During the first run, the application needs to go through an initial setup of libraries and visual elements. Additional settings or reconfiguration of the application can be done by accessing "settings" under Tasks menu option. I found configuration options very conservative and confusing. For some menus its enough to choose "cancel" to return to the previous menu screen, but for others, you have to actually hit the back button to return to where you were before. On the plus side, the menu options are very well written and understood. Overall, the system is very conservative in regards to customization. In particular, you cannot change the dominant blue color of the application. The flow of the menu is animated, but the screen still looks boring and empty on widescreen monitors. Out of the three media centers in all of the three parts, this media center would get a D+ for customization and settings.
Full Screen/Party Mode.
The application starts in a full-screen mode but can be also used in a window. There is a parental control password lock available, but the program does not have the "don't mess with my system" password lock nor any party mode available.
If you already own a computer with Windows Media Center on it, I would suggest you get a TV-tuner card, so you can take advantage of the cheap DVR function. Just remember, that DVR eats a lot of hard drive space. As far as using WMC for parties is concerned – it is possible, but it just looks blue, pun intended.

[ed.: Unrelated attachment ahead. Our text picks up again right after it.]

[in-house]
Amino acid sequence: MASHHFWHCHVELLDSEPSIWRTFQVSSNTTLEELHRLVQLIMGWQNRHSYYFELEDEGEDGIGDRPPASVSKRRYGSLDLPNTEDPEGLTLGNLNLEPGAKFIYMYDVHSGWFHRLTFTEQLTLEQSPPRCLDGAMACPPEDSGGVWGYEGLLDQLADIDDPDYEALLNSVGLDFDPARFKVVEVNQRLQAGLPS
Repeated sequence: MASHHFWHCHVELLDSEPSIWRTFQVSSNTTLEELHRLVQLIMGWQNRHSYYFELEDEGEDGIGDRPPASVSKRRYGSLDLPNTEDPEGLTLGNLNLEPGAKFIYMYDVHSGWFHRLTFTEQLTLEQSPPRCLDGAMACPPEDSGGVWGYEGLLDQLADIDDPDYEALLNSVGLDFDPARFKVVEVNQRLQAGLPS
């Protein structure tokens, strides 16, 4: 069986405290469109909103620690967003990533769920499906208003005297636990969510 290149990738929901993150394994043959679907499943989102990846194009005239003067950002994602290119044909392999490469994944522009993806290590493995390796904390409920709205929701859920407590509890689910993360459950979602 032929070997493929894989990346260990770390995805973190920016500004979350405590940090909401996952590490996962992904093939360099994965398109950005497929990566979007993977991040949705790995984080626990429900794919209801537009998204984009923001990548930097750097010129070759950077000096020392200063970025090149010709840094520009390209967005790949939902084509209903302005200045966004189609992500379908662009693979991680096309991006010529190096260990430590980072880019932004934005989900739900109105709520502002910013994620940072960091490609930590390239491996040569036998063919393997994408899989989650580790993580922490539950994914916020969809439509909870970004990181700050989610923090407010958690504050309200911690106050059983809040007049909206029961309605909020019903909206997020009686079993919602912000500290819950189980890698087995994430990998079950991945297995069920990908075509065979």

There is some information on this application on Wikipedia. I also managed to find a free third-party application that can customize your experience with Windows Media Center. Media Center Studio.
I talked about the three Media Centers that I used in the past. It turns out that XBMC is the best media center out of the three I talked about. It supports almost all of the audio/video codecs on the market. It is highly customizable, and it can work on all the major operating systems – Windows, Linux, Mac OS X, and iOS.
The second best media center is J. River Media Center. It is a great application to fix and organize your media library. The program loads faster than the iTunes does. It can handle most codecs out there (sometimes you need to download and install K-Lite or something). The program is highly customizable but can only run on Windows operating system. I once tried to run it in Wine – I do not recommend it. In short, there are amazing things you can do with this piece of software, but not before you search online and do some configuration.
The Windows Media Center comes third, if an option at all. Its blue interface is just depressing and feels "empty". The menu is large and can be visible from the distance. The media center can't handle many video and audio codecs without you having to install K-Lite or alternative. If used as a PVR, then some copy restrictions may occur, and you may not even be able to copy the file to some other device to watch it during a camping trip or while you're stuck in traffic. In a nutshell, WMC that is built-in Windows 7 is 2005's version with some newer add-ons. As a result, I am definitely not going to be using this media center in the future. I guess I will need to research and try more media centers, such as MythTV or alike.
I am sure, some of you guys are using a media center and I would like to know which one do you like the best, and what is your setup (TV, computers, projectors, amplifiers, etc)?